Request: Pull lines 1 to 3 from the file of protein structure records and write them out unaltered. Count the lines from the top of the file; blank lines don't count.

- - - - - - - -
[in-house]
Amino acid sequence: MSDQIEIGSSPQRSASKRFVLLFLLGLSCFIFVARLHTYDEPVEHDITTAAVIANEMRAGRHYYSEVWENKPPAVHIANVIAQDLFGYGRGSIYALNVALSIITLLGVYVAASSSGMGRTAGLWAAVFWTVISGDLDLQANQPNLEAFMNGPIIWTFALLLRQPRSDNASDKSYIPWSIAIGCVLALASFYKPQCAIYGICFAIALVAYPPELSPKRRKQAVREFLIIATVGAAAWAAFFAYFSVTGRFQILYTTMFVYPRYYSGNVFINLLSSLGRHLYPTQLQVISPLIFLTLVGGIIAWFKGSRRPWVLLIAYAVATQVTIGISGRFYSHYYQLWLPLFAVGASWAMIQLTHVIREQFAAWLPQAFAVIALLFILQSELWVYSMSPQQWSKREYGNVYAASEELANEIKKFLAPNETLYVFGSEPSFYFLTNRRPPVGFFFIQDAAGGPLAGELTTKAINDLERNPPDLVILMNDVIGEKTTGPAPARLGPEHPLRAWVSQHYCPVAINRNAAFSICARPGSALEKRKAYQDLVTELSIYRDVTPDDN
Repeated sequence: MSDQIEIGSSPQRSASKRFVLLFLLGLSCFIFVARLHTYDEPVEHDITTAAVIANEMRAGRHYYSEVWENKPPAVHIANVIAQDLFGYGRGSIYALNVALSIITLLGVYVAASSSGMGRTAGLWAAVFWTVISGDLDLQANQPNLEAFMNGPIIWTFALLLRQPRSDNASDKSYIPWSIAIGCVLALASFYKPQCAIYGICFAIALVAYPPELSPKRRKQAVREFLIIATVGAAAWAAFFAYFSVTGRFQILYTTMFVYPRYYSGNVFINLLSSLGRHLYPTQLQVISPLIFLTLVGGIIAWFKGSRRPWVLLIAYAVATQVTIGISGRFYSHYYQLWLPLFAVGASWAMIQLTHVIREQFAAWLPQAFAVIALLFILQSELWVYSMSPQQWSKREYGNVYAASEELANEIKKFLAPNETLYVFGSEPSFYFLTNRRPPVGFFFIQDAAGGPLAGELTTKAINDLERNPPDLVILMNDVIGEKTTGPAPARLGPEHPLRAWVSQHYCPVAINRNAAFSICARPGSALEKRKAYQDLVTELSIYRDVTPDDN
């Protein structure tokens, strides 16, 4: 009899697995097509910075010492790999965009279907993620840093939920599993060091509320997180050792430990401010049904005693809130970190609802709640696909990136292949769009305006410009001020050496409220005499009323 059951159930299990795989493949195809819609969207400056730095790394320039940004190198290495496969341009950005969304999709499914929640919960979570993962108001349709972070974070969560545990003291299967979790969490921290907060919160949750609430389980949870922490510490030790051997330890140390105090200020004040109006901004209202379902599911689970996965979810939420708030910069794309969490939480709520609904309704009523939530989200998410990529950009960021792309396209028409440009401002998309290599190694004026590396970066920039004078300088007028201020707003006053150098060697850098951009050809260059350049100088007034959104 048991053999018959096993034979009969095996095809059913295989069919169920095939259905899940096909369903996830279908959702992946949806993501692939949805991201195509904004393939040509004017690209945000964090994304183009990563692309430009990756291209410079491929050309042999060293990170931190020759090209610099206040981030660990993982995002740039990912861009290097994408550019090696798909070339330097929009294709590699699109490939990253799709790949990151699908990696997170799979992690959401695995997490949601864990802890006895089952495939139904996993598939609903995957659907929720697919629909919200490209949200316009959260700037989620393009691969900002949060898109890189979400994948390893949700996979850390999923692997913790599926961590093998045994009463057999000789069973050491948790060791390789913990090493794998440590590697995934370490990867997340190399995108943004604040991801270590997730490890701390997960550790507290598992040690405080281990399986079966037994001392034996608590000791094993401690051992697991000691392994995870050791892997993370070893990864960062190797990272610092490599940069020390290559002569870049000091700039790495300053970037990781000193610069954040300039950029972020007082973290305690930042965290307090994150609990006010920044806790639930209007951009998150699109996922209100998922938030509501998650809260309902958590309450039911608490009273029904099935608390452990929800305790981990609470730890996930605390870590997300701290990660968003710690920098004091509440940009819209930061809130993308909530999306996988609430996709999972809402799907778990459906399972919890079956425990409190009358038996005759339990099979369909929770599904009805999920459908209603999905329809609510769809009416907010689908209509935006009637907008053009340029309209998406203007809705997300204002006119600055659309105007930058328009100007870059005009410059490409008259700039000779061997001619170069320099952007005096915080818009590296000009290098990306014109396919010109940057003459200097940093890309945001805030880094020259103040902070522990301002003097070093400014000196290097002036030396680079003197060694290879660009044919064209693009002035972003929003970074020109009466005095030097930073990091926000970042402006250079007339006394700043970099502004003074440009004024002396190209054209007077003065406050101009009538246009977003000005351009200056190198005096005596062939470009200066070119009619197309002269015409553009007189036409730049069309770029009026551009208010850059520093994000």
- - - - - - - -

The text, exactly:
[in-house]
Amino acid sequence: MSDQIEIGSSPQRSASKRFVLLFLLGLSCFIFVARLHTYDEPVEHDITTAAVIANEMRAGRHYYSEVWENKPPAVHIANVIAQDLFGYGRGSIYALNVALSIITLLGVYVAASSSGMGRTAGLWAAVFWTVISGDLDLQANQPNLEAFMNGPIIWTFALLLRQPRSDNASDKSYIPWSIAIGCVLALASFYKPQCAIYGICFAIALVAYPPELSPKRRKQAVREFLIIATVGAAAWAAFFAYFSVTGRFQILYTTMFVYPRYYSGNVFINLLSSLGRHLYPTQLQVISPLIFLTLVGGIIAWFKGSRRPWVLLIAYAVATQVTIGISGRFYSHYYQLWLPLFAVGASWAMIQLTHVIREQFAAWLPQAFAVIALLFILQSELWVYSMSPQQWSKREYGNVYAASEELANEIKKFLAPNETLYVFGSEPSFYFLTNRRPPVGFFFIQDAAGGPLAGELTTKAINDLERNPPDLVILMNDVIGEKTTGPAPARLGPEHPLRAWVSQHYCPVAINRNAAFSICARPGSALEKRKAYQDLVTELSIYRDVTPDDN
Repeated sequence: MSDQIEIGSSPQRSASKRFVLLFLLGLSCFIFVARLHTYDEPVEHDITTAAVIANEMRAGRHYYSEVWENKPPAVHIANVIAQDLFGYGRGSIYALNVALSIITLLGVYVAASSSGMGRTAGLWAAVFWTVISGDLDLQANQPNLEAFMNGPIIWTFALLLRQPRSDNASDKSYIPWSIAIGCVLALASFYKPQCAIYGICFAIALVAYPPELSPKRRKQAVREFLIIATVGAAAWAAFFAYFSVTGRFQILYTTMFVYPRYYSGNVFINLLSSLGRHLYPTQLQVISPLIFLTLVGGIIAWFKGSRRPWVLLIAYAVATQVTIGISGRFYSHYYQLWLPLFAVGASWAMIQLTHVIREQFAAWLPQAFAVIALLFILQSELWVYSMSPQQWSKREYGNVYAASEELANEIKKFLAPNETLYVFGSEPSFYFLTNRRPPVGFFFIQDAAGGPLAGELTTKAINDLERNPPDLVILMNDVIGEKTTGPAPARLGPEHPLRAWVSQHYCPVAINRNAAFSICARPGSALEKRKAYQDLVTELSIYRDVTPDDN